All in all, the books demonstrate respect for the children who read them.

In fact, some of the non-fiction titles we have in the library are used year in and out by the children at school for referencing!

Bringing the Russian books of the 80’s to the children of today, makes the child that I once was, sing.

A Ticket To Ride - Nikolai Osipov (Raduga Publishers)
A Ticket To Ride – Nikolai Osipov (Raduga Publishers) Illustrating seed dispersal via animals
How People Discovered The Shape Of The earth - Anatoly Tomilin (Raduga Press)
How People Discovered The Shape Of The earth – Anatoly Tomilin (Raduga Publishers) Illustrating the Indian view of the world. The world being an enormous tortoise floating in a sea of milk, with 4 elephants on the turtles back that raised the round, flat earth on their mighty backs
How people Discovered The Shape of the Earth - Anatoly Tomilin
How people Discovered The Shape of the Earth – Anatoly Tomilin (Raduga Publishers) Illustrating the ruler of the Maldives Islands and his beloved and lucrative Seychelles Palm
Barankin's Fantasy World - Valery Medvedev (Raduga Publishers)
Barankin’s Fantasy World – Valery Medvedev (Raduga Publishers)
Barankin’s Fantasy World – Valery Medvedev (Raduga Publishers)
Barankin’s Fantasy World – Valery Medvedev (Raduga Publishers)
A Ticket To Ride - Nikolai Osipov (Raduga Publishers)
A Ticket To Ride – Nikolai Osipov (Raduga Publishers)

BOOKS WE LOVE – PART 2

Here are some books loved by our older children aged 5 1/2 years to 9 years. This is certainly not a definitive list, but some random pickings from the ones that the children seem to go back to time and again.

If like me, you enjoy reading ‘children’s’ books, these are delightful. Like CS Lewis said, “No book is really worth reading at age 10 which is not equally (and often far more) worth reading at age 50”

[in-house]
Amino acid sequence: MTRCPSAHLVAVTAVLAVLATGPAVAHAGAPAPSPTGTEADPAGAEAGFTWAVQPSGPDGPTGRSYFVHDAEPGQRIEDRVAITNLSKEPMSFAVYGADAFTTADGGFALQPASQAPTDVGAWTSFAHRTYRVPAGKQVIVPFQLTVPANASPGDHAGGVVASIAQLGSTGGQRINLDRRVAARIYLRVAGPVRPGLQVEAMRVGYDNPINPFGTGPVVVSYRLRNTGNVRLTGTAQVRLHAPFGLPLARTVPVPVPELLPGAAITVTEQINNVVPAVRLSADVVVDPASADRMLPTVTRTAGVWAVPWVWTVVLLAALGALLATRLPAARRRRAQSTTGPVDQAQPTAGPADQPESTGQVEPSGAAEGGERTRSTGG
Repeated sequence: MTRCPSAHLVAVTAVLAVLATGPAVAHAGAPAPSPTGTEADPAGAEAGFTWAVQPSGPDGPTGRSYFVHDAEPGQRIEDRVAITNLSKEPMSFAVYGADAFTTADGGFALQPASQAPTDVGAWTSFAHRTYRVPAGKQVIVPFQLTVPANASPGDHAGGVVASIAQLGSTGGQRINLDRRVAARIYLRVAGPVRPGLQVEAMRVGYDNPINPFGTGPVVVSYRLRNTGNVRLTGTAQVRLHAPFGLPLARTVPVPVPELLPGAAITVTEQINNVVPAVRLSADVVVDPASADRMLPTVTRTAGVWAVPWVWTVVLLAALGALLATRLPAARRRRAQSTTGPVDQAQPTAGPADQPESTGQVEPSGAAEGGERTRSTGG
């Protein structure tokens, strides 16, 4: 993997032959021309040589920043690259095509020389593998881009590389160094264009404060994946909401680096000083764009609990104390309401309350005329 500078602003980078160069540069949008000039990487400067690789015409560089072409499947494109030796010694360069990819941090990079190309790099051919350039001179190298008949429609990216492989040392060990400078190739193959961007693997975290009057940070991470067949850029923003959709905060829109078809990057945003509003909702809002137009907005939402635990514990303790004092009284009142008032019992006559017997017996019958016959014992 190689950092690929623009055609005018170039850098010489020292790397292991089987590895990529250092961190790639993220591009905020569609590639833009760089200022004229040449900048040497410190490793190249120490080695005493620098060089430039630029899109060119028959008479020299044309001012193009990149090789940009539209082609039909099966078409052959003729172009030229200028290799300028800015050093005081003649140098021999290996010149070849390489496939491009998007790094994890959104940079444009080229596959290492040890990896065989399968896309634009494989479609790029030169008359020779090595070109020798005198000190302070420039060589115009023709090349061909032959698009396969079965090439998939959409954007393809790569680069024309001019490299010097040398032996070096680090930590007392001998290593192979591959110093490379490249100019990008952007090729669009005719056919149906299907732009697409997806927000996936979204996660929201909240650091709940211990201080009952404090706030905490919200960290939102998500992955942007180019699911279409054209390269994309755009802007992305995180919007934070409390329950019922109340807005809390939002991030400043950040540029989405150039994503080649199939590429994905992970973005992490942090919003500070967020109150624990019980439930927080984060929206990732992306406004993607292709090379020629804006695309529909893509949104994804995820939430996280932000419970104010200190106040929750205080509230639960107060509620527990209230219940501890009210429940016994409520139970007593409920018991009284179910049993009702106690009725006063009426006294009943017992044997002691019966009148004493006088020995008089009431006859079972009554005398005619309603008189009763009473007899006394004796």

Is-a-Blue-Whale-the-Biggest-Thing-There-Is-Wells-Robert-E-9780606142373

IS THE BLUE WHALE THE BIGGEST THING THERE IS ? by ROBERT.E.WELLS

Just when you think of the Blue Whale as BIG, the book takes you on a journey from BIG to STUPENDOUS …  Mount Everest, Earth, our Sun, to Antares – a red giant star, the Milky Way, right to the size of the universe itself. All are depicted as relative sizes and children are absolutely fascinated by the book.

This book is perfect for elementary aged children who are making sense of their world, and indeed the universe, through their imagination. Imagination for the elementary child is akin to touch for the younger, primary child. They want to know about everything that they cannot see but still need concrete clues as aids to their imagination.

The other two books in this series that the children love are:

pygmy

HOW SMALL IS THE PYGMY SHREW?

Takes the reader from a pygmy shrew, to the ladybug, to drops of water, to the protists living in those drops of water, all the way to the parts of an atom. Going from small to tiny to miniscule appeals to the elementary childs imagination.

can_you_count_to_a_google

CAN YOU COUNT TO A GOOGOOL?

Anyone who has worked with an elementary aged child knows that they are enamoured by big numbers. This book gives children an understanding of just how big, the big numbers they like to throw around actually are.

dragons

ERIC CARLE’S DRAGONS DRAGONS AND OTHER CREATURES THAT NEVER WERE by ERIC CARLE

The elementary children LOVE mythology and poetry. Dragons Dragons has both! It is a collection of poems of mythological creatures that features fantastical beasts from all parts of the world – from the Phoenix to the Yeti and the Garuda. The children seem to instinctively know that the book isn’t talking ‘down’ to them and has no flashy, cutesy enticements. It is what it is – excellent poetry, great visuals and a world of fantasy.

ABC3dABC 3D

Pop-Up books have a special place in the hearts of children and this one runs away with the prize. It is intelligent, witty and simply delightful.

I don’t know how to embed a video yet, so follow the link below to see the book in action.

http://www.youtube.com/watch?v=wnZr0wiG1Hg

Sidewalk

WHERE THE SIDEWALK ENDS by SHEL SILVERSTEIN

Quirky, funny poetry – just up the elementary child’s alley.

totochan

TOTO CHAN – THE LITTLE GIRL IN THE WINDOW by TETSUKO KORONYAGI

Toto Chan’s classroom is a discarded train boogie! Toto Chan herself is whimsical and quirky and children relate to her instantly. They find many similarities between Toto Chan’s school and ours and are always ready for our next story reading session. The nice thing about the book is that each chapter is a little incident complete in itself, and is ideal for read aloud sessions.